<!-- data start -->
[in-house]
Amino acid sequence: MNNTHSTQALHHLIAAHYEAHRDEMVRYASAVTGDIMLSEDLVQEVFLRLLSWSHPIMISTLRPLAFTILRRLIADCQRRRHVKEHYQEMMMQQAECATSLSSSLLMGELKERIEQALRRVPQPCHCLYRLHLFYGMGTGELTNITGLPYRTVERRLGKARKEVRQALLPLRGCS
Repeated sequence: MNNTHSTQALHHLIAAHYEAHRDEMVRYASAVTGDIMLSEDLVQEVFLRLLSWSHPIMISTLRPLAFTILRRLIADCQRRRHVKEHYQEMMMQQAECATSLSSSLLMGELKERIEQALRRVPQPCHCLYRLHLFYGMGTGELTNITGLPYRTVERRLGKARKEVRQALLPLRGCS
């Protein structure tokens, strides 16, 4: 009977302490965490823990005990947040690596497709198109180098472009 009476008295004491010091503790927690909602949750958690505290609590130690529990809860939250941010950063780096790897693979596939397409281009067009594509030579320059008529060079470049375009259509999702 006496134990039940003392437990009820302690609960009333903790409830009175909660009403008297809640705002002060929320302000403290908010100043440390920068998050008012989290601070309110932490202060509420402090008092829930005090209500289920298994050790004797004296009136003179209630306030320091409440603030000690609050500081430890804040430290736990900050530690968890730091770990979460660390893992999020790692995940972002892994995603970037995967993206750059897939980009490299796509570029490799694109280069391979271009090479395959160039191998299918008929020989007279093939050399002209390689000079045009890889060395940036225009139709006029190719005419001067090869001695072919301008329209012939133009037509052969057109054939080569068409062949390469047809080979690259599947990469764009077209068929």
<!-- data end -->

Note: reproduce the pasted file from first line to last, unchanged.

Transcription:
[in-house]
Amino acid sequence: MNNTHSTQALHHLIAAHYEAHRDEMVRYASAVTGDIMLSEDLVQEVFLRLLSWSHPIMISTLRPLAFTILRRLIADCQRRRHVKEHYQEMMMQQAECATSLSSSLLMGELKERIEQALRRVPQPCHCLYRLHLFYGMGTGELTNITGLPYRTVERRLGKARKEVRQALLPLRGCS
Repeated sequence: MNNTHSTQALHHLIAAHYEAHRDEMVRYASAVTGDIMLSEDLVQEVFLRLLSWSHPIMISTLRPLAFTILRRLIADCQRRRHVKEHYQEMMMQQAECATSLSSSLLMGELKERIEQALRRVPQPCHCLYRLHLFYGMGTGELTNITGLPYRTVERRLGKARKEVRQALLPLRGCS
């Protein structure tokens, strides 16, 4: 009977302490965490823990005990947040690596497709198109180098472009 009476008295004491010091503790927690909602949750958690505290609590130690529990809860939250941010950063780096790897693979596939397409281009067009594509030579320059008529060079470049375009259509999702 006496134990039940003392437990009820302690609960009333903790409830009175909660009403008297809640705002002060929320302000403290908010100043440390920068998050008012989290601070309110932490202060509420402090008092829930005090209500289920298994050790004797004296009136003179209630306030320091409440603030000690609050500081430890804040430290736990900050530690968890730091770990979460660390893992999020790692995940972002892994995603970037995967993206750059897939980009490299796509570029490799694109280069391979271009090479395959160039191998299918008929020989007279093939050399002209390689000079045009890889060395940036225009139709006029190719005419001067090869001695072919301008329209012939133009037509052969057109054939080569068409062949390469047809080979690259599947990469764009077209068929």